Study Guide

Max and Al in The Killers

By Ernest Hemingway

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Max and Al

Max and Al are hardened criminals. They’re members of organized crime who have come to Summit solely for the purposes of tracking down and shooting in cold blood an ex-prizefighter they’ve never met. They’re carrying guns, they tie up and gag our most likeable character, and they’re all around complete jerks. That being said, they’re also comedians.

WHAT? Yes, that’s right, comedians. Read any criticism of "The Killers" and you’ll find some mention of Al and Max as the classic vaudeville duo. A lot of this stems from a single line in the story ("In their tight overcoats and derby hats they looked like a vaudeville team"), which just goes to show you how powerful a single word can be for a terse writer like Hemingway. But if the vaudeville argument is sparked by this statement, it’s certainly justified by the rest of the killers’ behavior.

First, you’ve got to know a little bit about vaudeville, which was comedic, stage-show-type performances made up of multiple, unrelated acts. It was basically SNL, but hokier and with a bit more dancing about, so throw a little Three Stooges into the mix. Or, just watch a bit of this vaudeville video.

The argument that the killers are a comedic duo goes a little something like this: Al and Max interact primarily with each other, not the other three men – so it’s almost as though they’re performing for them. In fact, their little "show" lasts just about an hour, just like a real vaudeville act. They also pull off the classic "two-man act" thing, a back-and-forth routine between "the straight man" and the "silly comic" who was often Jewish. It’s been pointed out that Al is Jewish, because Max makes that joke about the "kosher convent." And just think about the way they’re dressed: gloves, mufflers, overcoats, derby hats – they sort of fit the bill. PLUS, think about the opening line of "The Killers"; it’s basically the start of a "So, two guys walk into a bar…" joke.

Needless to say, this is a bit contradictory. How can they be killers and comedians? Well, much the same way that a cheesy, mob-movie-style scenario can go down in a very realistic small-town setting. The killers’ duality represents the story’s duality, the theatrical-silliness-meets-stark-realism thing that we talk about in our discussion of genre.

Since you probably want some evidence by now, check out these two key lines. In the first scene, Max asks, "Do we look silly?" He means it sarcastically, but it gets new meaning in the second half of the story when Nick tells Ole about the killers and we hear that "it sounded silly when he said it." On top of that, Al straight up accuses Max of talking "silly." Now if you’ve heard anything any one has ever said about Hemingway, you’ll know that the man doesn’t use the same key word three times in a row by accident. He wasn’t short a thesaurus, he was making a point. This stuff is silly. It is theatrical. And it’s totally messed up to have dramatic, clichéd mobsters step out of a movie set and into the real world of Nick Adams and Co. If it’s jarring or confusing or contradictory for us, that’s because it’s also all of those things for Nick.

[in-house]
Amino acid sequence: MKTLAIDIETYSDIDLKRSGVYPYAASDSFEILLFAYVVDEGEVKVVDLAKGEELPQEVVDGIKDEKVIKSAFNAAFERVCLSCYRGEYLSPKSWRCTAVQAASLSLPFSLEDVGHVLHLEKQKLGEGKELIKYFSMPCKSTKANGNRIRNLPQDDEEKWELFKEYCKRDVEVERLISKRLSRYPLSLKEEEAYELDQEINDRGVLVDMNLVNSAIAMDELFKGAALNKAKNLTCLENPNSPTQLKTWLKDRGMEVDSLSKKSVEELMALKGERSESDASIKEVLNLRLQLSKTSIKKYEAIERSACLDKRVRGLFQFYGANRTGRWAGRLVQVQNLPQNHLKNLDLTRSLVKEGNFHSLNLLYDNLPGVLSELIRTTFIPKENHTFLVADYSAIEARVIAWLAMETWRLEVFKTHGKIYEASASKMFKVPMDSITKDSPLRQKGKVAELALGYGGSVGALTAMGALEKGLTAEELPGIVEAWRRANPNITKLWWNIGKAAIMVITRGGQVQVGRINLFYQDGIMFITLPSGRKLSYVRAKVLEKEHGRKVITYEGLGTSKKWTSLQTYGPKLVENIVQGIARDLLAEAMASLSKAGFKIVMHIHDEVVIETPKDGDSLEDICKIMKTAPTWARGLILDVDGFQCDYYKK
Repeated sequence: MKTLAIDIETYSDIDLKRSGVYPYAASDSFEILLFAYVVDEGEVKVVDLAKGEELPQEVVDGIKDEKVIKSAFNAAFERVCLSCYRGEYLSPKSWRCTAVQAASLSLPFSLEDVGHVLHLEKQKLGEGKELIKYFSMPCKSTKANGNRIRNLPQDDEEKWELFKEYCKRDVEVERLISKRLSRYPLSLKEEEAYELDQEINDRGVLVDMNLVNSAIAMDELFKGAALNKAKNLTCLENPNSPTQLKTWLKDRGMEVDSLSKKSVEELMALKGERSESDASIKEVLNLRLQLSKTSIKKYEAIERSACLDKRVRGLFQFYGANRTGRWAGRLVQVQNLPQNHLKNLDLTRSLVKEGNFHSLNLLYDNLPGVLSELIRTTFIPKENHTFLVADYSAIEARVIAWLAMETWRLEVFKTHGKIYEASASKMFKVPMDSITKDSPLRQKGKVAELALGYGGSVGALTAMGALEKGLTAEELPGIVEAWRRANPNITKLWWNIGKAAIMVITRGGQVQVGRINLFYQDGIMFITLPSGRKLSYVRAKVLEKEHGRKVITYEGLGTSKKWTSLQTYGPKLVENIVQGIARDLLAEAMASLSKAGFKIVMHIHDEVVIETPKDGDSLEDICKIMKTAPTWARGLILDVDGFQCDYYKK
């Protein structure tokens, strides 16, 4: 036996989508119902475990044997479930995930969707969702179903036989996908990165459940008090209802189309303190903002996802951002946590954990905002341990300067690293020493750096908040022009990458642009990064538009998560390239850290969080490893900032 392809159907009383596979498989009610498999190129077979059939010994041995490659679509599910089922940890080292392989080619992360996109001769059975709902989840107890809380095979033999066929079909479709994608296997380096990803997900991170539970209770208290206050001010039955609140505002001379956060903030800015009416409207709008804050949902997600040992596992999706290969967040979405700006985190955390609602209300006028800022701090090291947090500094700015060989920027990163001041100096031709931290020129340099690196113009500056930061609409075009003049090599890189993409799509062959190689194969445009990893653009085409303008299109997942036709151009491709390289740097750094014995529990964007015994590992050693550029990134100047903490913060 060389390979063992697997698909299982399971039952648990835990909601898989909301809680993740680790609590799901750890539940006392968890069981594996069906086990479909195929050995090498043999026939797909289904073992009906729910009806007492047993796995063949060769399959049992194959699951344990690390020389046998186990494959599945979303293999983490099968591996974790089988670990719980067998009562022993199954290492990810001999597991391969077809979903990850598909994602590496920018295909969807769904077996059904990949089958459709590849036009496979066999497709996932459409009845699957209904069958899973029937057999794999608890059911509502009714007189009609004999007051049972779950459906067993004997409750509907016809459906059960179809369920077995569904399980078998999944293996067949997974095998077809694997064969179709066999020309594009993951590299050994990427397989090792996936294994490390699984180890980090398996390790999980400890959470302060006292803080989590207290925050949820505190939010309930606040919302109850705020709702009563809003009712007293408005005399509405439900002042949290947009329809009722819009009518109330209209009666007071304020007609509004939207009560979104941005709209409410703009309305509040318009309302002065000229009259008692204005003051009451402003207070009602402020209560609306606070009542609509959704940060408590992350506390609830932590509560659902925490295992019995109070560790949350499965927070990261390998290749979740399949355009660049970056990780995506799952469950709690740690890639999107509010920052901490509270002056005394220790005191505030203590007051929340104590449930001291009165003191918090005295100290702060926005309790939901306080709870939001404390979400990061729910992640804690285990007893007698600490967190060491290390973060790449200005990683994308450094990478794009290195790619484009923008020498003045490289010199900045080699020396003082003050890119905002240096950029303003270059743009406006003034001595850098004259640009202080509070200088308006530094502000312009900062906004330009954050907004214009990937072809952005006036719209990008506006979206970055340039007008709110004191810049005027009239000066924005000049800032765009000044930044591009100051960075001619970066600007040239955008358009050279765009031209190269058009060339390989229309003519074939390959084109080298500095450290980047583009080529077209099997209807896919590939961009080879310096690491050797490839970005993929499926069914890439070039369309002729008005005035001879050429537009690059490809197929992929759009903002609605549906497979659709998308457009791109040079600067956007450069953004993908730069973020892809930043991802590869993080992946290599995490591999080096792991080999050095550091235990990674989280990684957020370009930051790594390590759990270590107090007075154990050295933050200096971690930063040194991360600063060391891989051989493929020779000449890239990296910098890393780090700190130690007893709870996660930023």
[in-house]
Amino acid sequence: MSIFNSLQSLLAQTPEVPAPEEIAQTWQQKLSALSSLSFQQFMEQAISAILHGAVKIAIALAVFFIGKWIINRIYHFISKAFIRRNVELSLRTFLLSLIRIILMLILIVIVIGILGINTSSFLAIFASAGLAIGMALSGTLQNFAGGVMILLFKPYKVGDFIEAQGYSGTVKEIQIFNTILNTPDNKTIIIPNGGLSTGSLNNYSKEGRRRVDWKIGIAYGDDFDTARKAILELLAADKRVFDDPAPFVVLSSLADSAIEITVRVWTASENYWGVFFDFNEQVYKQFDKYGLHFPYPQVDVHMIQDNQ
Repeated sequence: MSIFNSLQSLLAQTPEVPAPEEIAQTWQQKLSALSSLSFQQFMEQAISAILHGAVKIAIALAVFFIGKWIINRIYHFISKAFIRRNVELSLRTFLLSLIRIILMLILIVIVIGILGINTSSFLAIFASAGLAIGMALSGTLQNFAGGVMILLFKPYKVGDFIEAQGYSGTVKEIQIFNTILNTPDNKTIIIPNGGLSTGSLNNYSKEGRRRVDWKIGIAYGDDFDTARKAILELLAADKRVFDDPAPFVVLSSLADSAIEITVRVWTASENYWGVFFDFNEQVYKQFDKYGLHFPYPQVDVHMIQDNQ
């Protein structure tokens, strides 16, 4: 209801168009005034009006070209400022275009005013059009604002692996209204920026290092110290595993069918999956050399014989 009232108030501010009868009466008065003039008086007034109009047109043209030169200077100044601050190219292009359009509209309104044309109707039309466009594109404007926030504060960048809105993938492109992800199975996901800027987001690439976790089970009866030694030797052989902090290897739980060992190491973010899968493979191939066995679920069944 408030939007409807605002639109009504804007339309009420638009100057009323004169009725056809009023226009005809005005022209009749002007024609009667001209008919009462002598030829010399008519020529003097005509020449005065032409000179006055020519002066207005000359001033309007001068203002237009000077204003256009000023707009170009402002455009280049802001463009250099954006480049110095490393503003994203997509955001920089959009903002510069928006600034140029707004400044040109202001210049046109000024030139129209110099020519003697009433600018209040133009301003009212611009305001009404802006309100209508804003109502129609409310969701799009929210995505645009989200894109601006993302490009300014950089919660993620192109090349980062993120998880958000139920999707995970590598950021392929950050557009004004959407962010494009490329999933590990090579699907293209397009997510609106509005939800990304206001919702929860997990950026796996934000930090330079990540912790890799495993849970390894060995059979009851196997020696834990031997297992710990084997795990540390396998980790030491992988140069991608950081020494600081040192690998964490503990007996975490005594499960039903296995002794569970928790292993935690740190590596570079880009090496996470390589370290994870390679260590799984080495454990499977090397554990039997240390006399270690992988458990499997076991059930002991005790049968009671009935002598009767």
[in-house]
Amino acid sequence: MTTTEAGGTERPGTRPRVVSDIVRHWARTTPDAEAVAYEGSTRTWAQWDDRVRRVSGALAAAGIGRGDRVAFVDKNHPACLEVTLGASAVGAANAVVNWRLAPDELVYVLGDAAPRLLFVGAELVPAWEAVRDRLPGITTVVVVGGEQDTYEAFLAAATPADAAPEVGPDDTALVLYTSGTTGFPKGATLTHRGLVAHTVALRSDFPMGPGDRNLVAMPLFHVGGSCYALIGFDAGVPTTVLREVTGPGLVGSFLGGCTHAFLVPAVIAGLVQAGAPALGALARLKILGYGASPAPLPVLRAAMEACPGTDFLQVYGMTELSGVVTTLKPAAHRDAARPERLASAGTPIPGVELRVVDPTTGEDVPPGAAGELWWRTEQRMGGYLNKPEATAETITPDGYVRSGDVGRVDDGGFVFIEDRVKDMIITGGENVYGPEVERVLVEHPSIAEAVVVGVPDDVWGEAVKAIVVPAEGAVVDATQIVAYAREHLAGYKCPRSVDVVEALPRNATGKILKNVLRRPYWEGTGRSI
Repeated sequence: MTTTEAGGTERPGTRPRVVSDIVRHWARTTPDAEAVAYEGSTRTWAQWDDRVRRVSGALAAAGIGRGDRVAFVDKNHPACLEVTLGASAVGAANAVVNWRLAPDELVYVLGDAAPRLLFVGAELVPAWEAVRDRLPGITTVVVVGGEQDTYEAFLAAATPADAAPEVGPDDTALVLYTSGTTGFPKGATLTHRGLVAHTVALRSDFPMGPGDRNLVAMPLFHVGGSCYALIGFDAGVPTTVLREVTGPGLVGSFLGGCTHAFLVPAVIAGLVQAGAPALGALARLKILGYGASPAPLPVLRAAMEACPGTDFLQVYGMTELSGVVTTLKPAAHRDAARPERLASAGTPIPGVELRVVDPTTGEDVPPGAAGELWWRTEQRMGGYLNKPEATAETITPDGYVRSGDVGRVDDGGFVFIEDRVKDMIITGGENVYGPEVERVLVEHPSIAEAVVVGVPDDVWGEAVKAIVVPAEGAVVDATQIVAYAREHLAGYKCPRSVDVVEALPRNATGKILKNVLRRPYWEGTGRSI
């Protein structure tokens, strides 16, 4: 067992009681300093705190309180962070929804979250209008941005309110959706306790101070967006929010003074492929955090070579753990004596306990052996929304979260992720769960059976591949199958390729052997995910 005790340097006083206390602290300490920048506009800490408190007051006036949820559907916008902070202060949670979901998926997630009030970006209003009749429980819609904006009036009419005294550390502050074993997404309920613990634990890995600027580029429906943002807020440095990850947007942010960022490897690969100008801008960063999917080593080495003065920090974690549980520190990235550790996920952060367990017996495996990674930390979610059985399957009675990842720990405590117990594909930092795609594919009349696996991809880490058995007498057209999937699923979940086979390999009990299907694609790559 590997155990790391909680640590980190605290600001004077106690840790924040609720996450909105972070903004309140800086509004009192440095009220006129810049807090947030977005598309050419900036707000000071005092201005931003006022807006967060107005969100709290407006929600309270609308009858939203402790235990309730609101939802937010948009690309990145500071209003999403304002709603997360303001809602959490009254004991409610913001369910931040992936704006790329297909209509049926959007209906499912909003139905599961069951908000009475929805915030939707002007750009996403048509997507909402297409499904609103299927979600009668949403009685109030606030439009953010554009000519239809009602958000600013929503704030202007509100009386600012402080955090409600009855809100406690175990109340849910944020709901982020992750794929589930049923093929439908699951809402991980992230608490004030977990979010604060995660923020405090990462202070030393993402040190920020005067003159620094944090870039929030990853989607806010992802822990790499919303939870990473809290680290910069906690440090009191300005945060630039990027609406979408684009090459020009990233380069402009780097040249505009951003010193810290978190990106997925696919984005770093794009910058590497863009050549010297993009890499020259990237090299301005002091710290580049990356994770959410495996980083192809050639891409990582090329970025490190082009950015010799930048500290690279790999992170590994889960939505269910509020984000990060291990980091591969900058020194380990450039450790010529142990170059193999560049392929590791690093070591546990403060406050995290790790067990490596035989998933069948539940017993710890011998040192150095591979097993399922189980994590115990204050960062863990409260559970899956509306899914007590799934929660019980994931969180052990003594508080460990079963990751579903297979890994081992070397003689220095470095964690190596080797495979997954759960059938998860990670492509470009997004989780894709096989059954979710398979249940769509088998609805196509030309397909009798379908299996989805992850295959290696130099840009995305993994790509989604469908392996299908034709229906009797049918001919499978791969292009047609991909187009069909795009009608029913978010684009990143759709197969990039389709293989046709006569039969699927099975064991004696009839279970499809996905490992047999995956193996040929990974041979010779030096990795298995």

The differences between Max and Al help to highlight this duality further. Al is the clear tough guy. He’s more aggressive in his taunting, he’s the one with the gun, he’s the one who ties up Nick and Sam in the kitchen, and he even the delivers the oh-so-clichéd phrase about "blow[ing] [George’s] head off." He’s also the more professional criminal: he chastises Max for talking too much and is nervous about leaving behind three witnesses. "It’s sloppy," he says.

Max, on the other hand, is Mr. Nice Guy, or at least as nice as you can get when attempting a professional hired hit. He repeatedly tries to make conversation with George while they’re waiting. "Why don’t you say something?" he asks; "Talk to me," he demands, and then, "Talk about something else." He also mentions "keeping amused" both "bright boy" and himself. He even says of George, straight up, "Bright boy is nice. He’s a nice boy. I like him." Of course you could argue that he’s being sarcastic here, but that’s a tough sell. Everything we see indicates that he’s being genuine, most importantly the fact that, when it’s time to leave, Max is the one to make sure the three men stay alive. "They’re all right," he says. So if "The Killers" is a case of theatrical drama meeting bare realism, then we know which killer is which. (Um, that would be Al = theatrical.)

What’s so fascinating about this duality is the way it complicates our understanding of the killers (and, consequently, of "The Killers"). Just how serious are these guys? Just how savvy are they? Are they foppish fools, or are they competent assassins? There are definitely signs that point to the men being foppish fools – the question is just whether they’re faking it or not. Max asks the name of the town, and Al comments afterwards that he’s never heard of it. OK…but if they tracked Ole here to kill him, wouldn’t they know where they were? Indeed, Al later insists: "We know damn well where we are." OK, so that’s Faking: 1 Foppish: 0. Now look at the passage where George brings out the meals – Max takes the wrong dish, and Al doesn’t say anything. We can’t think of a reason to pretend here, so that’s 1 point for "Foppish." Of course, you could go on and on in this vein. When Al asks the second time for Nick’s name, is he pretending to have forgotten it from a mere few moments before? It’s hard to say.

So the bad news is, it’s ambiguous. But the good news is, it’s ambiguous, so your options for arguments are pretty limitless here. One scholar even argues that Max and Al are an iteration of Hamlet’s Rosencrantz and Guildenstern. So have a field day.

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